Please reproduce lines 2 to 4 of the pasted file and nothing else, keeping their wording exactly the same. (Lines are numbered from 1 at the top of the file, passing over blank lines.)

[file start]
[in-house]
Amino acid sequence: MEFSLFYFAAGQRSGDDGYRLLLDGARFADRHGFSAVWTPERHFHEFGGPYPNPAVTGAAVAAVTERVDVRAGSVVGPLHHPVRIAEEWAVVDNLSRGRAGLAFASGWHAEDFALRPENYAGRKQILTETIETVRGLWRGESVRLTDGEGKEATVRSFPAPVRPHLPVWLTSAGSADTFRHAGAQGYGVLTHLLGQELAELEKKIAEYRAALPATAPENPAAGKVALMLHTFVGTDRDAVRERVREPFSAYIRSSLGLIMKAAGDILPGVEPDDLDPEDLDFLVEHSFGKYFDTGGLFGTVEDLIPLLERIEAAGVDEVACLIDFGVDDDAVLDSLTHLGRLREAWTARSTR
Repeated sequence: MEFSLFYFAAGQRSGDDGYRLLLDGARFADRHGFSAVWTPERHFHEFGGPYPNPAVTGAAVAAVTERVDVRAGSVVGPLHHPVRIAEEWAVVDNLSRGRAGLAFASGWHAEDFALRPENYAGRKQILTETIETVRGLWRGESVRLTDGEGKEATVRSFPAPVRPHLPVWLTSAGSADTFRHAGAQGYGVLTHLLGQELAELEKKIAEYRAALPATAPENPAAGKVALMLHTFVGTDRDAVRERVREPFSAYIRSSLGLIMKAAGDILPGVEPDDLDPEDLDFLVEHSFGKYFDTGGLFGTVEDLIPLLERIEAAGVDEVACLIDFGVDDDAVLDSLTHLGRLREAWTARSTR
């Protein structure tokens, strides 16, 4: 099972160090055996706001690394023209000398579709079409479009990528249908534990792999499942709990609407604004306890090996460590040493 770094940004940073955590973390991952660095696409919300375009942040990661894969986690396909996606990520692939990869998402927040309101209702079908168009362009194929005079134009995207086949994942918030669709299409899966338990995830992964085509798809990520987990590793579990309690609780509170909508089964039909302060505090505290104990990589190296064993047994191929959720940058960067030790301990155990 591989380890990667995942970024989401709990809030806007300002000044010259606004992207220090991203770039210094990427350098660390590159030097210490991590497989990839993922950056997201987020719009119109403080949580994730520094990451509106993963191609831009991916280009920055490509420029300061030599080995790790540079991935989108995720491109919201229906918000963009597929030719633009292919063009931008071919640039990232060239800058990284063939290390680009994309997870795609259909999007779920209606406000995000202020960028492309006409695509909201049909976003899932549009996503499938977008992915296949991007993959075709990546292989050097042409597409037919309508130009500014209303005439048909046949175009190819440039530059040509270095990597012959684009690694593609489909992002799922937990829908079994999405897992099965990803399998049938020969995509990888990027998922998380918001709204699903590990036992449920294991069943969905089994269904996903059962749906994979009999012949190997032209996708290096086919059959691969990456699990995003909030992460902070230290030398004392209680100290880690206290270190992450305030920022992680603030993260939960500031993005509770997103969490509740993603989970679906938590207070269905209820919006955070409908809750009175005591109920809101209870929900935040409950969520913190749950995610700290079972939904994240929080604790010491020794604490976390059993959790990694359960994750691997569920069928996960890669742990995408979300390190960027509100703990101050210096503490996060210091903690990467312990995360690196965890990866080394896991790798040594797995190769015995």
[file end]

Amino acid sequence: MEFSLFYFAAGQRSGDDGYRLLLDGARFADRHGFSAVWTPERHFHEFGGPYPNPAVTGAAVAAVTERVDVRAGSVVGPLHHPVRIAEEWAVVDNLSRGRAGLAFASGWHAEDFALRPENYAGRKQILTETIETVRGLWRGESVRLTDGEGKEATVRSFPAPVRPHLPVWLTSAGSADTFRHAGAQGYGVLTHLLGQELAELEKKIAEYRAALPATAPENPAAGKVALMLHTFVGTDRDAVRERVREPFSAYIRSSLGLIMKAAGDILPGVEPDDLDPEDLDFLVEHSFGKYFDTGGLFGTVEDLIPLLERIEAAGVDEVACLIDFGVDDDAVLDSLTHLGRLREAWTARSTR
Repeated sequence: MEFSLFYFAAGQRSGDDGYRLLLDGARFADRHGFSAVWTPERHFHEFGGPYPNPAVTGAAVAAVTERVDVRAGSVVGPLHHPVRIAEEWAVVDNLSRGRAGLAFASGWHAEDFALRPENYAGRKQILTETIETVRGLWRGESVRLTDGEGKEATVRSFPAPVRPHLPVWLTSAGSADTFRHAGAQGYGVLTHLLGQELAELEKKIAEYRAALPATAPENPAAGKVALMLHTFVGTDRDAVRERVREPFSAYIRSSLGLIMKAAGDILPGVEPDDLDPEDLDFLVEHSFGKYFDTGGLFGTVEDLIPLLERIEAAGVDEVACLIDFGVDDDAVLDSLTHLGRLREAWTARSTR
């Protein structure tokens, strides 16, 4: 099972160090055996706001690394023209000398579709079409479009990528249908534990792999499942709990609407604004306890090996460590040493 770094940004940073955590973390991952660095696409919300375009942040990661894969986690396909996606990520692939990869998402927040309101209702079908168009362009194929005079134009995207086949994942918030669709299409899966338990995830992964085509798809990520987990590793579990309690609780509170909508089964039909302060505090505290104990990589190296064993047994191929959720940058960067030790301990155990 591989380890990667995942970024989401709990809030806007300002000044010259606004992207220090991203770039210094990427350098660390590159030097210490991590497989990839993922950056997201987020719009119109403080949580994730520094990451509106993963191609831009991916280009920055490509420029300061030599080995790790540079991935989108995720491109919201229906918000963009597929030719633009292919063009931008071919640039990232060239800058990284063939290390680009994309997870795609259909999007779920209606406000995000202020960028492309006409695509909201049909976003899932549009996503499938977008992915296949991007993959075709990546292989050097042409597409037919309508130009500014209303005439048909046949175009190819440039530059040509270095990597012959684009690694593609489909992002799922937990829908079994999405897992099965990803399998049938020969995509990888990027998922998380918001709204699903590990036992449920294991069943969905089994269904996903059962749906994979009999012949190997032209996708290096086919059959691969990456699990995003909030992460902070230290030398004392209680100290880690206290270190992450305030920022992680603030993260939960500031993005509770997103969490509740993603989970679906938590207070269905209820919006955070409908809750009175005591109920809101209870929900935040409950969520913190749950995610700290079972939904994240929080604790010491020794604490976390059993959790990694359960994750691997569920069928996960890669742990995408979300390190960027509100703990101050210096503490996060210091903690990467312990995360690196965890990866080394896991790798040594797995190769015995």